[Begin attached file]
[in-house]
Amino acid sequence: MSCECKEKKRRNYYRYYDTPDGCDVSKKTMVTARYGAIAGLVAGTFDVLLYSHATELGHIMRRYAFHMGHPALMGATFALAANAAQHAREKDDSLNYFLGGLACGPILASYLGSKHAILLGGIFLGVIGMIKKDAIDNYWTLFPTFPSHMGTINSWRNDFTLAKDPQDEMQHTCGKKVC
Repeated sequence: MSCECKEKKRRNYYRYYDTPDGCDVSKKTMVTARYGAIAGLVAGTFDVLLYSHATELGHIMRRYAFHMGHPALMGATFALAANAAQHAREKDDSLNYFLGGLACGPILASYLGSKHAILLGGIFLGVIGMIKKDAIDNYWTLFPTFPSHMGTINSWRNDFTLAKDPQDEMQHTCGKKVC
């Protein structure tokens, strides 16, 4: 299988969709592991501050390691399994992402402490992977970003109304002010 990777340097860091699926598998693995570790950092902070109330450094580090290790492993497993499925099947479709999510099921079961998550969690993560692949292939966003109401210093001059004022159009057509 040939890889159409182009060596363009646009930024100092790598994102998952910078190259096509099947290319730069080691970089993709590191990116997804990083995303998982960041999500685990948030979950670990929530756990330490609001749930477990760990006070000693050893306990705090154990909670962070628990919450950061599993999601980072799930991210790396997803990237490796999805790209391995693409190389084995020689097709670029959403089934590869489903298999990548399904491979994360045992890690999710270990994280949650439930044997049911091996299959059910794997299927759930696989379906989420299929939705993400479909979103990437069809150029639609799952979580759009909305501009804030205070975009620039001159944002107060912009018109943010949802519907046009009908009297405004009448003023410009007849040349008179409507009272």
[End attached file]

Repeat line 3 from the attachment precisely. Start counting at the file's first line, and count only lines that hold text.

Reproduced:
Repeated sequence: MSCECKEKKRRNYYRYYDTPDGCDVSKKTMVTARYGAIAGLVAGTFDVLLYSHATELGHIMRRYAFHMGHPALMGATFALAANAAQHAREKDDSLNYFLGGLACGPILASYLGSKHAILLGGIFLGVIGMIKKDAIDNYWTLFPTFPSHMGTINSWRNDFTLAKDPQDEMQHTCGKKVC